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Remarks by Secretary of Defense Leon E. Panetta at the Welcoming Ceremony for Deputy Secretary of Defense Ashton B. Carter

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SECRETARY LEON PANETTA: Thank you very much, Sandy. I really appreciate the very kind introduction.

Ladies and gentlemen, it's an honor and a privilege to be able to join all of you in congratulating Ash and welcoming him to the deputy's position. We've got some leaders of the department, past and present.

Senator Reid, thank you for coming.

We really come together because we want to thank you -- thank you for all the work and the effort that Ash has put in to trying to keep this country safe. And he now becomes the 31st deputy secretary of defense. The deputies must move a hell of a lot faster, because I'm the 23rd secretary -- (laughter) -- so clearly there's a lot more rotation going on at that level.

One of my favorite parts of this job is recognizing the truly talented people that are part of this department. I mean, coming -- you know, coming from the CIA to the Pentagon I've often described as moving from the corner hardware store to Home Depot. This is a big place. Just getting to this auditorium is a big, challenging course, as you can imagine. (Laughter.)

You know, CIA, you got to -- it's out there. It's a bubble. You just go to it. Here you got to make your way through the halls to be able to come here. This is a big place.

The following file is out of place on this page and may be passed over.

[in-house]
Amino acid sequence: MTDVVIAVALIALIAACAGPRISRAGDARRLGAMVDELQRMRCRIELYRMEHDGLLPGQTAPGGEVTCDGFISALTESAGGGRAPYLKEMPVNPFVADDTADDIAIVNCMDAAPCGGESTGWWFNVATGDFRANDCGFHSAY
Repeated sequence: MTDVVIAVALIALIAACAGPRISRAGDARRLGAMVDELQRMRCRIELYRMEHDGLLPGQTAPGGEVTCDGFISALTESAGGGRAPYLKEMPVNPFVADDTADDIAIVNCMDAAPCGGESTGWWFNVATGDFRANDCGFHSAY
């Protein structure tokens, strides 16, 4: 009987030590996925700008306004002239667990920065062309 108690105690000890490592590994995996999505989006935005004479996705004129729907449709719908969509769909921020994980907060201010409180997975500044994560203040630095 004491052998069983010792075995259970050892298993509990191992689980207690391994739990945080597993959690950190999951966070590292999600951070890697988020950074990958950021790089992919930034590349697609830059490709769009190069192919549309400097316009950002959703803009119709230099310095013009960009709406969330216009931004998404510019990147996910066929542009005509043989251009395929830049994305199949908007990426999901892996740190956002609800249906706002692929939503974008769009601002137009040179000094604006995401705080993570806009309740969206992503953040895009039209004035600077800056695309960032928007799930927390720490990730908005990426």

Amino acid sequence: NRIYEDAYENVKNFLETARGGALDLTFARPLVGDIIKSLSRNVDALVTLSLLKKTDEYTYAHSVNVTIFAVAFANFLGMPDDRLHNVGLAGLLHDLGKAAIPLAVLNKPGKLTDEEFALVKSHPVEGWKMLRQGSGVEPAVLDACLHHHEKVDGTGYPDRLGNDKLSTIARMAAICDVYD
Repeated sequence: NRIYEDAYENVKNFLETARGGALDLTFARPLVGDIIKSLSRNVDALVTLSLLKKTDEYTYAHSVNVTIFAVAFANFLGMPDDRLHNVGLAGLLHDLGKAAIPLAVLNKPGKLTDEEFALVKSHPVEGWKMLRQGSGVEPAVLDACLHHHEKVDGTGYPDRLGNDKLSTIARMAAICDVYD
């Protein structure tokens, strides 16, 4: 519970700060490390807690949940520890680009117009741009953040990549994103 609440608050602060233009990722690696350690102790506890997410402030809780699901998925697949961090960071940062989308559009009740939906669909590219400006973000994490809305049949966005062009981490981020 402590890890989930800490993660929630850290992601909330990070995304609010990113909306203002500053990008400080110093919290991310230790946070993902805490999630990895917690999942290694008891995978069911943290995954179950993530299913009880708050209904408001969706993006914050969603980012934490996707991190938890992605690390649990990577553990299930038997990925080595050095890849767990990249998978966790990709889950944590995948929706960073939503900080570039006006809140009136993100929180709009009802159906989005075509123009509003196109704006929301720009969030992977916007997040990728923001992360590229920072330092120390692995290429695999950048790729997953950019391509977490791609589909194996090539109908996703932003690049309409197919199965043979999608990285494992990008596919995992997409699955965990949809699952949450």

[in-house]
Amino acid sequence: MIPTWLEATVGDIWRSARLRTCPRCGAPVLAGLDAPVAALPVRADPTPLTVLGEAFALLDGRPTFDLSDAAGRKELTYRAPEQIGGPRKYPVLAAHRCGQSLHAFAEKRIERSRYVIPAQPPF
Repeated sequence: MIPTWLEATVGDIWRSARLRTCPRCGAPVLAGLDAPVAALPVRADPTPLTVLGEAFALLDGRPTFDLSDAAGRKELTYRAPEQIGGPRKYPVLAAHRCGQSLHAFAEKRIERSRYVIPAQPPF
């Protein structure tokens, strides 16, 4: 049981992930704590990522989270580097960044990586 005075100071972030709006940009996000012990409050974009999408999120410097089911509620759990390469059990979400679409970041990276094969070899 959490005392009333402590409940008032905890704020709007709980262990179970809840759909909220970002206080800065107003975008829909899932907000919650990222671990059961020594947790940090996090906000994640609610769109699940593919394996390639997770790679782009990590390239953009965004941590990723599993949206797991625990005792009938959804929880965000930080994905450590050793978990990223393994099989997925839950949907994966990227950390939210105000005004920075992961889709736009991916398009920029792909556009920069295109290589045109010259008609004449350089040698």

And yet, as I've often said, there are two very important qualities that are present both in my past responsibility and my present responsibility. And that's the mission, which is to protect the country and keep this country safe. But there's also a very important other attribute, which is so important: to have dedicated, committed people who do their jobs, who are not Republicans or Democrats; they're not liberals or conservatives; they are people who are committed to doing their job in keeping this country safe.

And that's what -- that's what Ash is about. As we all know, he's got a very deep and diverse background. And as we all know, most of the credit for all of Ash's accomplishments go not to the professors or to his colleagues or to his natural talents, but rather, to his family. These, as we all know, are very tough and demanding jobs. And none of us in government -- none of us in government -- could do these jobs without the love and support of those we love.

So I'd like to thank Ash's wife, Stephanie, and their great children, Will and Ava, who are here today as well, for the steadfast support and for putting up with, I am sure, the very long hours that Ash puts in and the strains and stresses that come with public service at every level.